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Hoya spp. (HOY-a)
Wax plant, Wax vine, Wax flower, Porcelain flower, Honey plant
Though these plants also bear flowers, Hoyas’ waxy and fleshy leaves, which grow 2 to 4 inches long, and vining stems make them great foliage plants. Several hundred species of Hoyas exist, but H. carnosa (wax plant) is among the most common, as is H. bella (miniature wax plant). H. carnosa’s stems can reach 15 feet in length and are best trained on trellises, wires or stakes. Other species work well in hanging baskets. Clusters of fragrant, waxy, star-shaped flowers may bloom between May and September.
Indoors, with proper care, the plants can last for years.
Wax plants are available year-round.
in-store and consumer care
LIGHT Bright, indirect light is good for these plants, and a few hours of direct sunlight each day is even better.
WATER Keep the plants evenly moist in spring through fall, and reduce watering in winter.
TEMPERATURE Average indoor temperatures of 70 F or higher are ideal. A cooler night temperature in winter will help promote flowering.
HUMIDITY Mist the leaves regularly except when the plants are blooming. If possible, move the plants outdoors during the summer months.
FERTILIZER Feed the plants every two weeks in spring and summer.
PROPAGATION Hoyas can be propagated through stem or leaf cuttings taken from mature shoots.
PESTS Watch for such insects as scale or mealybugs. These can be treated by swabbing the leaves with rubbing alcohol or a diluted soap solution. These pests may be a sign that the plants are too warm during the winter months.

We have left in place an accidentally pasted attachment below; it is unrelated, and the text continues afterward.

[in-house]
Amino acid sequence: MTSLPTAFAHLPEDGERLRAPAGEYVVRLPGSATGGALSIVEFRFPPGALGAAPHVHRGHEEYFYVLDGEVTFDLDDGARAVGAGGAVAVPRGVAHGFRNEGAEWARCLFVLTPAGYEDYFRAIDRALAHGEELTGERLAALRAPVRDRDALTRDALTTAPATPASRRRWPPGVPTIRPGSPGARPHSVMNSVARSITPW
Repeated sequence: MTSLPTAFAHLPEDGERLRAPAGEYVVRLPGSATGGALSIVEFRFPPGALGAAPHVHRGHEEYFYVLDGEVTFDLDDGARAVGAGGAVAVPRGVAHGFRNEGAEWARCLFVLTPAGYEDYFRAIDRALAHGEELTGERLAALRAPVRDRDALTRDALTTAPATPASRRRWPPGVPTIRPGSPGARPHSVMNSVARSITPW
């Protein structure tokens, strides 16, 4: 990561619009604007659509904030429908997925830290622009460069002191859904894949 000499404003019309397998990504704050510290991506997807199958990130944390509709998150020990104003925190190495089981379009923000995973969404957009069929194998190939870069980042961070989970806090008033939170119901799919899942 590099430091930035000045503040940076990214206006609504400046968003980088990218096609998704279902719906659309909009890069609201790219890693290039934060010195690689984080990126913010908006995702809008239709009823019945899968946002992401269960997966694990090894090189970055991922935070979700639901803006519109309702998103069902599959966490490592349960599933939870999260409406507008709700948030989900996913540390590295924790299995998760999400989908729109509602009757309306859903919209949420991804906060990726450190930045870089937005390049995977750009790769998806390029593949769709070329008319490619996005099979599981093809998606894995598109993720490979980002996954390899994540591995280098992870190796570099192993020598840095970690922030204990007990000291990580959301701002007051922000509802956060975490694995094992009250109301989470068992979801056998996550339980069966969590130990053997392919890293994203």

LEAF PROBLEMS Falling leaves may be a sign the roots are waterlogged.
IMPORTANT DON'TS Don’t move the plants once buds appear, or they may fall off. When the flowers die, don’t remove the spurs or stubs because new flowers will grow from them.
WHAT'S IN A NAME Hoyas are named for Thomas Hoy, who served as gardener to the Duke of Northumberland, in England, in the late 1700s.
FAMILY Wax plants are members of the Asclepiadaceae (milkweed) family. Common relatives include milkweed (Asclepias) and Stephanotis.
HOME SWEET HOME Hoyas are native to Asia and Australia.
SEEING RED An internal circadian rhythm controls the production of H. carnosa’s sweet flower fragrance, which occurs only at night.
Some information provided by:
Botanica, by R.G. Turner Jr. and Ernie Wasson
Chain of Life Network®, www.chainoflifenetwork.org
Hermann Engelmann Greenhouses, Inc., www.exoticangel.com
The Houseplant Encyclopedia by Ingrid Jantra and Ursula Kruger
The House Plant Expert, by Dr. D.G. Hessayon
Reach “Foliage Plant of the Month” writer Amy Bauer at firstname.lastname@example.org.
Photos courtesy of Hermann Engelmann Greenhouses, Inc. and The John Henry Company.
Super Floral Retailing • Copyright 2008
Florists' Review Enterprises, Inc.